• Al-Muizz Li-Din Allah Fatimid Street
    High taxation and bad governance by the Ikhshidid Abbasids, who had governed Egypt from 905 AD, had devastated the area and its capital, Fustat when the Fatimids gained control in 969 AD. The Fatimids quickly went about consolidating their control over Egypt and its people. The new caliph, Al-Muizz, launched a massive construction project, rebuilding roads, reconstructing the canal system that supported agriculture in the Nile Valley, and creating a new capital, Al-Qahira. The Fatimids were Shi’a Muslims who wanted to spread their version of Islam over the borders of the Sunni Abbasid Caliphate, and they built Al-Qahira to rival […]
  • The Grand Egyptian Museum
    The Grand Egyptian Museum (GEM), also known as the Giza Museum, is a proposed museum of ancient Egyptian antiquities. Its purpose is to guarantee that these riches are preserved for future generations. The museum is under construction and is scheduled to be partially open in 2021 and 2022, exhibiting the full Tutankhamun collection with various pieces being displayed for the first time. It is described as the largest archaeological museum in the world, capable of hosting 5 million visitors per year. The museum’s cost is $795 million, which is primarily supported by two loans from the Japanese government totaling $300 […]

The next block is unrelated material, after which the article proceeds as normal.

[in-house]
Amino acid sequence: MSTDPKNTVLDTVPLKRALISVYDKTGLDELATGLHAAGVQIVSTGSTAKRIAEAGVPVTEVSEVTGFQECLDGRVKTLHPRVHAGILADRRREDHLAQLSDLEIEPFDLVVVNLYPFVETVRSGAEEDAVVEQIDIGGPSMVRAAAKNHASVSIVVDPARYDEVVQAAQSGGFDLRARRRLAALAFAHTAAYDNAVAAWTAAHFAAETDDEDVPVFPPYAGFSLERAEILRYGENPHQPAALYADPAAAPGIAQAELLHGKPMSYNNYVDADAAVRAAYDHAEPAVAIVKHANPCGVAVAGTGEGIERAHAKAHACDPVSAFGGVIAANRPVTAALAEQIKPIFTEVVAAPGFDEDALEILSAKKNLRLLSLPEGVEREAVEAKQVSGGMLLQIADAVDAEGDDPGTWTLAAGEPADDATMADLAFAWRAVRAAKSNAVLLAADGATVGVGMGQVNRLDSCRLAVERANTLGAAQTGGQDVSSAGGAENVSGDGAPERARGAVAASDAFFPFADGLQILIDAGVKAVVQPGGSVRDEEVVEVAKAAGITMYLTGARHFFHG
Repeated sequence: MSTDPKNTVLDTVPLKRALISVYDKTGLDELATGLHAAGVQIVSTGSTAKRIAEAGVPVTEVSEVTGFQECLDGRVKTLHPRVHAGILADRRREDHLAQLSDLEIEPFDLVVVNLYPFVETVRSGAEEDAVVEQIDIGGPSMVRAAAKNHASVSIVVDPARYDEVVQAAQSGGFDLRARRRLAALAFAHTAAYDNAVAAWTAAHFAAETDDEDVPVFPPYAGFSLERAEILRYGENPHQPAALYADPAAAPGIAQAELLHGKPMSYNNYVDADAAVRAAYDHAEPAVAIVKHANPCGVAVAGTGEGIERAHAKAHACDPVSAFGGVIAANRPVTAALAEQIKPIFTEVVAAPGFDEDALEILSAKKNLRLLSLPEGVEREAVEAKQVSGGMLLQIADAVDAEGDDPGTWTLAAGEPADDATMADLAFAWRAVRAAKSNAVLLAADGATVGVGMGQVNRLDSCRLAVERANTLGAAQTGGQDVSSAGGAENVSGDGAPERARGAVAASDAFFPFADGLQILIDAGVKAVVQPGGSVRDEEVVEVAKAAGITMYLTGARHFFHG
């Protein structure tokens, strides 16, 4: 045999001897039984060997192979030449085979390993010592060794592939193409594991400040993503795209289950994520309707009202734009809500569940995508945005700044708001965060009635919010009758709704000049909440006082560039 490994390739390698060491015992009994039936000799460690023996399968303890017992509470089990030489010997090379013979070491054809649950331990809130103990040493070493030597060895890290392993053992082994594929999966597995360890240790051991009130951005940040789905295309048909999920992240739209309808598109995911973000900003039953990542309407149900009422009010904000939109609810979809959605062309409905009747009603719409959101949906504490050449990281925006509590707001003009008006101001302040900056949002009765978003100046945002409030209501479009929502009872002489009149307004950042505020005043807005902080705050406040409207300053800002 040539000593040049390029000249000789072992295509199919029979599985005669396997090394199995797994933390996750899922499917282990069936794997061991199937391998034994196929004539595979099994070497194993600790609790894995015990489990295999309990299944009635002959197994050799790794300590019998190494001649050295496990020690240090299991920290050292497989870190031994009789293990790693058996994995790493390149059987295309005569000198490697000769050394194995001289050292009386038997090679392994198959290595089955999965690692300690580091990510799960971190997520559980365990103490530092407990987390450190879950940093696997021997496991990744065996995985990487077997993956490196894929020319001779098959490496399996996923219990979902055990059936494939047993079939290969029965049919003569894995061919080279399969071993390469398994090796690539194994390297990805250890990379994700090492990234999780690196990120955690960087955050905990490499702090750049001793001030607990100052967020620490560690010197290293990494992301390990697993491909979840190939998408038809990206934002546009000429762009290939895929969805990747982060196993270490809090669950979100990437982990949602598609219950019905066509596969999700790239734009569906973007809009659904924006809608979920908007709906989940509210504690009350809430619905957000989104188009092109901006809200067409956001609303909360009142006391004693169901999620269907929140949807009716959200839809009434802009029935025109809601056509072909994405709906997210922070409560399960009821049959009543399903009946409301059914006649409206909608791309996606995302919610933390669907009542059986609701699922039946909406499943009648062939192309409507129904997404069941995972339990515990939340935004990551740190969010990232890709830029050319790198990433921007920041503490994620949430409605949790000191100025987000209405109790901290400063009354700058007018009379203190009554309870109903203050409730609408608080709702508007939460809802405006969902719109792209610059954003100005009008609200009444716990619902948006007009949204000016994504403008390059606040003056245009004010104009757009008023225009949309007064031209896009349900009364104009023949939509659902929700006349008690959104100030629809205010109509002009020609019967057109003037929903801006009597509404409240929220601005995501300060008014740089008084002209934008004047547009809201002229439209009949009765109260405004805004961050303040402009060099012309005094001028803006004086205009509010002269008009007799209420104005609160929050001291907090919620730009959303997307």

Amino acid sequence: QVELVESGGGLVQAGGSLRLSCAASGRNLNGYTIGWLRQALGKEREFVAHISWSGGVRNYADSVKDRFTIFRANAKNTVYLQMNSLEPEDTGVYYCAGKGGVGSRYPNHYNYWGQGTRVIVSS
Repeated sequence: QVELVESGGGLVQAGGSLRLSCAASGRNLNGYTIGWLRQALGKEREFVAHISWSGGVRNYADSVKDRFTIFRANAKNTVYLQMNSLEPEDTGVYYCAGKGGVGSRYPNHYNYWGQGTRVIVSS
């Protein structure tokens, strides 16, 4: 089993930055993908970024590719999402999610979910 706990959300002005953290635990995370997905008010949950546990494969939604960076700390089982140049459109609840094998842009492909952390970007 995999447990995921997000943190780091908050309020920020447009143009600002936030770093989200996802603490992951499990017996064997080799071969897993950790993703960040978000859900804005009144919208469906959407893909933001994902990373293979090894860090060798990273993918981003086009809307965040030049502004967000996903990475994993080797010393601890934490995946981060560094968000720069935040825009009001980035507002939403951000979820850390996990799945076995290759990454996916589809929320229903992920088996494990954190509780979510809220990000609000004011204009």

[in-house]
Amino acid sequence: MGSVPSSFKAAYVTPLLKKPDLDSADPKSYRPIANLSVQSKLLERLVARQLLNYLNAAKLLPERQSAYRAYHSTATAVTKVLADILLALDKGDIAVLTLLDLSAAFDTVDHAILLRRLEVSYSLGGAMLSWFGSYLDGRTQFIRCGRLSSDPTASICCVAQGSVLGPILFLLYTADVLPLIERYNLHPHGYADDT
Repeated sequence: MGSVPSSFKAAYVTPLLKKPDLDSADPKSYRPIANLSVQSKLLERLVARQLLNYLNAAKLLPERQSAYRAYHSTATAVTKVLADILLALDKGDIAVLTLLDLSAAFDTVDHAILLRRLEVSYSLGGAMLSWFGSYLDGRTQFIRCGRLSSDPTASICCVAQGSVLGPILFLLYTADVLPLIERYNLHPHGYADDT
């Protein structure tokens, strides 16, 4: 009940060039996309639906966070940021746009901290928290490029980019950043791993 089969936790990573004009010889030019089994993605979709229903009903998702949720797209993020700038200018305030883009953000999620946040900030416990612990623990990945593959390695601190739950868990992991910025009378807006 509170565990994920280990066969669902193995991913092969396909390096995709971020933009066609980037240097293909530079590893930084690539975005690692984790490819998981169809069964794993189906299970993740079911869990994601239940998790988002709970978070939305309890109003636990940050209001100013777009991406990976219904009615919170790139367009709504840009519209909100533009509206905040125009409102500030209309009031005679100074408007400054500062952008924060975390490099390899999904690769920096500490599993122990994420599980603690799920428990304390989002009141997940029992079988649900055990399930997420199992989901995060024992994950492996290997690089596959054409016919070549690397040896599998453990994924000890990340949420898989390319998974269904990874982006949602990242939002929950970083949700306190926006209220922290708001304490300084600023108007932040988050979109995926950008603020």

• Souq Al-Khayamiya “Tentmakers’ Market”
    After seeing the most intriguing ancient landmarks and sightseeing, one of the most fun activities you can do in Egypt is going on a shopping excursion. In Egypt, there are dozens of unique bazaars, open-air marketplaces, and stores in various locations, and one of the most fascinating is the spectacular Souq Al-Khayamiya “Tentmakers Bazaar.”It is located beyond the Fatimid Cairo’s southern walls, across the street from Bab Zuweila. There used to be several marketplaces in the region that sold a variety of things, but now the tentmakers are the only ones left. Following your visit to Bab Zuweila, you will […]
  • Al Hussein Mosque